Next, I’d like to thank Ancestry and you probably know Ancestry as the global leader when it comes to family history. I want to thank them for also expanding their relationship with Zoom.
CFO Steckelberg said that the growth in revenue this quarter was primarily driven by the enterprise business (a good thing, given the longer term stability of enterprise buying cycles), but added that Zoom is still vulnerable to the current market conditions. She said:
Zoom is not immune to the global downturn, but the situation is more complex than meets the eye. Our enterprise business continued to post strong growth, which we believe is because cloud migration and digital transformation continue to be a priority even when and perhaps especially when the economy slows.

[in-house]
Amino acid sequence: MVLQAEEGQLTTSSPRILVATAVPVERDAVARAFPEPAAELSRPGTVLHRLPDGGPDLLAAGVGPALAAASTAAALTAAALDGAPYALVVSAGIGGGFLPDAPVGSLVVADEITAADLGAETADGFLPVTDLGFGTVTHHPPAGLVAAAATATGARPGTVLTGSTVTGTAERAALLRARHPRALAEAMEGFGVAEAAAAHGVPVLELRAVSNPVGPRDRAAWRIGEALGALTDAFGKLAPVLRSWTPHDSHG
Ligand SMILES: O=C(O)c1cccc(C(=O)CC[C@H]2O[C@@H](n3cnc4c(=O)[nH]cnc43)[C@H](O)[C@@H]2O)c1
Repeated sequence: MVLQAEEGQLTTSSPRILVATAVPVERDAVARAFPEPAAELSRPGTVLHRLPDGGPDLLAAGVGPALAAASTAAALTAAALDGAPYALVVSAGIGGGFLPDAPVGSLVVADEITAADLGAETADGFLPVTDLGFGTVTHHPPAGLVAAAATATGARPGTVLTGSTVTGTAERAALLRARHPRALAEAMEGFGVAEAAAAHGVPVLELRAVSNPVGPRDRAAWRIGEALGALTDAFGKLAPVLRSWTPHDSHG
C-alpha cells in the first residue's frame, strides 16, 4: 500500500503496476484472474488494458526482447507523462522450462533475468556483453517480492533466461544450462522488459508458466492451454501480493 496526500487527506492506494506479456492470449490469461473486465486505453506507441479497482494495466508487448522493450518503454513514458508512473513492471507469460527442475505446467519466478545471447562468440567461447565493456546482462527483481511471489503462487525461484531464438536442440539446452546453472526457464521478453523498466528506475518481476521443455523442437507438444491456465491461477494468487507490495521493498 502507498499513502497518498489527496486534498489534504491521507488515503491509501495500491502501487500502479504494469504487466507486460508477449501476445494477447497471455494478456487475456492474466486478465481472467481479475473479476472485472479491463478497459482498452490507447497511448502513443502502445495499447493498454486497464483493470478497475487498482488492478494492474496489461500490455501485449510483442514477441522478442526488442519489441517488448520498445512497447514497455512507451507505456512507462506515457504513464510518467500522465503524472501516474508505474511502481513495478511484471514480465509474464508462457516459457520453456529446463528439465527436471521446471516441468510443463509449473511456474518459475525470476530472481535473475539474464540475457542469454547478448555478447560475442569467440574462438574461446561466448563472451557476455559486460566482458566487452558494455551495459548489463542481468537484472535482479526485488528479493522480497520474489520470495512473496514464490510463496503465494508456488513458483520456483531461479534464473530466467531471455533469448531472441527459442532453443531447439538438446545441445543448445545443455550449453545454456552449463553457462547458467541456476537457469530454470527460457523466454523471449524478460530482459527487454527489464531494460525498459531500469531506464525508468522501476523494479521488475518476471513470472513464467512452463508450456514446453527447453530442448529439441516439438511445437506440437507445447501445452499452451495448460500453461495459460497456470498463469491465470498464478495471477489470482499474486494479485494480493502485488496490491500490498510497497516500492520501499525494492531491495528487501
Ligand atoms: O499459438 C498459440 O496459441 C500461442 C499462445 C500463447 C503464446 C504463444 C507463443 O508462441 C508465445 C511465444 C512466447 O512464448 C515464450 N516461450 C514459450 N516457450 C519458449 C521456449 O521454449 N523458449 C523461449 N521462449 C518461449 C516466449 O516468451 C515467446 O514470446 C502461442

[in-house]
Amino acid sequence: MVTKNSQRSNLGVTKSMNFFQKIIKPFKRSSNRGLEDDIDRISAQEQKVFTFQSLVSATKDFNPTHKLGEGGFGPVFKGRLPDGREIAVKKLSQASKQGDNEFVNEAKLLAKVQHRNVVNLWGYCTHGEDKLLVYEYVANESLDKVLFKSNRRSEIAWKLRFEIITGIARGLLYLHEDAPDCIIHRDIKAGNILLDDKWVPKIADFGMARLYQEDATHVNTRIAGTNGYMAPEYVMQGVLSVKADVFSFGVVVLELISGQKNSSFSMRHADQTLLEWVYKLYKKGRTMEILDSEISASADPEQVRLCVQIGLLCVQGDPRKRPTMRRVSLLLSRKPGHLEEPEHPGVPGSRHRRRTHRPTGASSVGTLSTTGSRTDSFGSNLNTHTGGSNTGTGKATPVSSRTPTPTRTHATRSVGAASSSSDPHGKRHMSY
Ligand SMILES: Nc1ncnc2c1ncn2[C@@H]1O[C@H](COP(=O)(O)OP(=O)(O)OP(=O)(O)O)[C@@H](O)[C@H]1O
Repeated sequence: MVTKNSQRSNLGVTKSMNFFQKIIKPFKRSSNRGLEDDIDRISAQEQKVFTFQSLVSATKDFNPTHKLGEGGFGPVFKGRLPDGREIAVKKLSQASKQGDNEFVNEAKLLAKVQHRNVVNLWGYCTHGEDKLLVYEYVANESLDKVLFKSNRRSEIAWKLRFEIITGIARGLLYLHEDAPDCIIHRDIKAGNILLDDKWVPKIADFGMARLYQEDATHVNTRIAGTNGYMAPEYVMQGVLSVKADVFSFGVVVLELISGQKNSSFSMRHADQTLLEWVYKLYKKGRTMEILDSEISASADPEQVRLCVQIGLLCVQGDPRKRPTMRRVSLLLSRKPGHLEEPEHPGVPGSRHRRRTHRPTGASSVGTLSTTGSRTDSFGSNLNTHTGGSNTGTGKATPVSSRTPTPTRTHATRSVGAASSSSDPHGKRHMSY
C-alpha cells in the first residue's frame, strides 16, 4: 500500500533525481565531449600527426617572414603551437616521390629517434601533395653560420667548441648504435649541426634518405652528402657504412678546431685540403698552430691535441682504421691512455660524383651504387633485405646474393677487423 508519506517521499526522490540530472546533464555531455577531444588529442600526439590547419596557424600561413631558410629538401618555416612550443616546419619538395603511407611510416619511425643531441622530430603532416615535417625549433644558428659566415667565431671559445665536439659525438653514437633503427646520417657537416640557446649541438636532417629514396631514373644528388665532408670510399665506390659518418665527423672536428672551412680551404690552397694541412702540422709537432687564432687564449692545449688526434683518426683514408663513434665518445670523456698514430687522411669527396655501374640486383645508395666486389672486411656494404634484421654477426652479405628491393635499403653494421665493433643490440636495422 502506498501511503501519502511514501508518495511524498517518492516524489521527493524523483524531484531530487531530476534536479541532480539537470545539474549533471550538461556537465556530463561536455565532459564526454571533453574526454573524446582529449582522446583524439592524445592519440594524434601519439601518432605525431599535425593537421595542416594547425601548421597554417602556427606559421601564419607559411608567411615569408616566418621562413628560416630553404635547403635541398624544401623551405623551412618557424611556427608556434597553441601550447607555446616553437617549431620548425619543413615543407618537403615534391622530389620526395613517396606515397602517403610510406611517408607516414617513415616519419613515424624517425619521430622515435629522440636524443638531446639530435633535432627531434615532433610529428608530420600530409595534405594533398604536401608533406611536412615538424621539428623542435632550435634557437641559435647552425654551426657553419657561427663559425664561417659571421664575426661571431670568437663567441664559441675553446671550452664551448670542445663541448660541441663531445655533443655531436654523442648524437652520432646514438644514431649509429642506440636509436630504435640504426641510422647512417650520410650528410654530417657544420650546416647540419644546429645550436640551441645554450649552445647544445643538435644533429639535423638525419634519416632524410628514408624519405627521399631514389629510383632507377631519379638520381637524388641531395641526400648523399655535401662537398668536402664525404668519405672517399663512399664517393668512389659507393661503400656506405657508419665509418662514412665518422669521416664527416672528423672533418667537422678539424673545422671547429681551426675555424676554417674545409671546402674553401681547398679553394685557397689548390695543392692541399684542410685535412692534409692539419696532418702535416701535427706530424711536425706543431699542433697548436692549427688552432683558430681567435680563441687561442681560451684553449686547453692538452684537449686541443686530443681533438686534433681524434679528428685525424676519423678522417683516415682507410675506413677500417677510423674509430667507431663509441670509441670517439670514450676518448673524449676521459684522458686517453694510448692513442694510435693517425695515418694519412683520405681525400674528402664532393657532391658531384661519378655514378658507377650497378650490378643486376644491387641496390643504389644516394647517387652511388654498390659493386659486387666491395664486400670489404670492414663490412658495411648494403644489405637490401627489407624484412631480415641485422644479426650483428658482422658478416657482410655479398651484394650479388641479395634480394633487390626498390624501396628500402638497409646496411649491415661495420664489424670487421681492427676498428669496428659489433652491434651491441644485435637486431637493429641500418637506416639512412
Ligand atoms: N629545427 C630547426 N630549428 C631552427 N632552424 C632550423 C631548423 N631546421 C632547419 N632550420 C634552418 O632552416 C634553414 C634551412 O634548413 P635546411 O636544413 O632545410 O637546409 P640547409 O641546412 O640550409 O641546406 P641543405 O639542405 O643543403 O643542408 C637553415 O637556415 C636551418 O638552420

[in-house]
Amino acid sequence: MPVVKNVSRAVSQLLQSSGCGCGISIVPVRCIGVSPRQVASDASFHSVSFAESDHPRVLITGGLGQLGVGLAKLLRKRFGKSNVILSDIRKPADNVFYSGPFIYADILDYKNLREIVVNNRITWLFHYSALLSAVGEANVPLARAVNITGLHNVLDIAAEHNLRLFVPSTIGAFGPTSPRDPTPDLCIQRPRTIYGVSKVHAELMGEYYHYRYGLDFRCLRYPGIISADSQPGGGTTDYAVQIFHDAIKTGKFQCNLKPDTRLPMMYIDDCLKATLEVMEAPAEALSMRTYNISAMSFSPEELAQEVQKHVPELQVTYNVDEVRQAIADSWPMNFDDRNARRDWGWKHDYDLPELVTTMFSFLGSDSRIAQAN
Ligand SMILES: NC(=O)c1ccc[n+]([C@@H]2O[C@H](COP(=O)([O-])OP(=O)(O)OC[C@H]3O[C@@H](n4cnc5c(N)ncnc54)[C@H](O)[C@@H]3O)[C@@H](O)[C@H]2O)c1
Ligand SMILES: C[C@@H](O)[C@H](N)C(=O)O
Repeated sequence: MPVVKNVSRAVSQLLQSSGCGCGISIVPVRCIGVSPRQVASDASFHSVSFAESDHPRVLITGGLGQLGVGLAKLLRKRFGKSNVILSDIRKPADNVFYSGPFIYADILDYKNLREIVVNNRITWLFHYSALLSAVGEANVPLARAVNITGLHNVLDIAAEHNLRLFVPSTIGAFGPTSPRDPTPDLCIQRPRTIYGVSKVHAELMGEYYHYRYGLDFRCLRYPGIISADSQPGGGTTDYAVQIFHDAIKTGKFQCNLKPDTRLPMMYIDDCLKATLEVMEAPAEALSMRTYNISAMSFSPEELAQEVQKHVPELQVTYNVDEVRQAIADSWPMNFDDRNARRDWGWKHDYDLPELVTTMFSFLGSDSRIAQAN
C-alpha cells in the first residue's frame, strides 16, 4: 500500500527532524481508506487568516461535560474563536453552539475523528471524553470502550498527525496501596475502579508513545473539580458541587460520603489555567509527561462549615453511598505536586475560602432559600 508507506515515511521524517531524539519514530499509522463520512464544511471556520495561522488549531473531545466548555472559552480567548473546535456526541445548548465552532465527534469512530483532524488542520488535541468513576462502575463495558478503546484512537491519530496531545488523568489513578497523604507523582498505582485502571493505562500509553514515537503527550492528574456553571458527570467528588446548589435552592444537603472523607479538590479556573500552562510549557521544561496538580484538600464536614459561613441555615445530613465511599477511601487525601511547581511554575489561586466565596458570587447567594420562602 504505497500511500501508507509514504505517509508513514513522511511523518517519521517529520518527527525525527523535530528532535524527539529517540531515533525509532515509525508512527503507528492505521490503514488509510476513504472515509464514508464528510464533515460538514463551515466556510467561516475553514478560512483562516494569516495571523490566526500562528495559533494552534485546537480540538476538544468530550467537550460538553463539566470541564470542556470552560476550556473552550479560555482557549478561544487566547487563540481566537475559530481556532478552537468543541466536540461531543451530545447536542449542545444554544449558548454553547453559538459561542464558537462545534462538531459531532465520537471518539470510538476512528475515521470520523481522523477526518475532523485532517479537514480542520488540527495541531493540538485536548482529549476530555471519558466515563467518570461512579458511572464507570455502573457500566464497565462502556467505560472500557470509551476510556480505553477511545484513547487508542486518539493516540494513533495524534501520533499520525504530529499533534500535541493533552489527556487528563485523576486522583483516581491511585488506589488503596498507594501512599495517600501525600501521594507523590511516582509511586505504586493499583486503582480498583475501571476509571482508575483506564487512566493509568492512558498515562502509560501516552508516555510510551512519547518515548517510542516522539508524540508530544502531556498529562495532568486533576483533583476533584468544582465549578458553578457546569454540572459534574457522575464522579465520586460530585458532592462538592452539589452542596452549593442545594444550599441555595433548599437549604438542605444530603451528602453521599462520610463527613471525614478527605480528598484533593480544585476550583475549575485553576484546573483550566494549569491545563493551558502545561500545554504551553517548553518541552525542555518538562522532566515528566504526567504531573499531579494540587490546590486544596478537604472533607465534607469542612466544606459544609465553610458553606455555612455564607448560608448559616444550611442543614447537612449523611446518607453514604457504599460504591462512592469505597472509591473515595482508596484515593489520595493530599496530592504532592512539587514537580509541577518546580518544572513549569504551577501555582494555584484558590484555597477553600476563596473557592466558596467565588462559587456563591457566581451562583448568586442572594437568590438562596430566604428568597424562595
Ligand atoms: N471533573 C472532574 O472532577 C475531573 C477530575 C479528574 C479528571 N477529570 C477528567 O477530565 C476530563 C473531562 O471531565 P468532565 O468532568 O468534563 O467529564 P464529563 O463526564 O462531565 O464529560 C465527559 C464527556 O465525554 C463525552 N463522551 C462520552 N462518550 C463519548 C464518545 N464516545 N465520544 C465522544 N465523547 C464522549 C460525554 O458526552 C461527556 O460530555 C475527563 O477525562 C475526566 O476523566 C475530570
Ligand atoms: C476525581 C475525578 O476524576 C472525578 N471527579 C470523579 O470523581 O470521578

The headwinds we saw mainly relate to the streaming dollar, new online subscriptions and to a lesser extent, bookings linearity. We have implemented initiatives focused on driving new online subscriptions, which have shown early promise but were not enough to overcome the macro dynamics in the quarter.
We believe Zoom remains well positioned in this environment as customers look to increase productivity and collaboration while moving away from expensive legacy vendors. Our products are designed to drive efficiency and cost savings within organizations and are loved by both their employees and their customers. In addition, we have strong margins and cash flows as well as a large cash balance. Even still, we are taking a prudent and cautious approach in this environment with focused investments and hiring to drive innovation and customer happiness.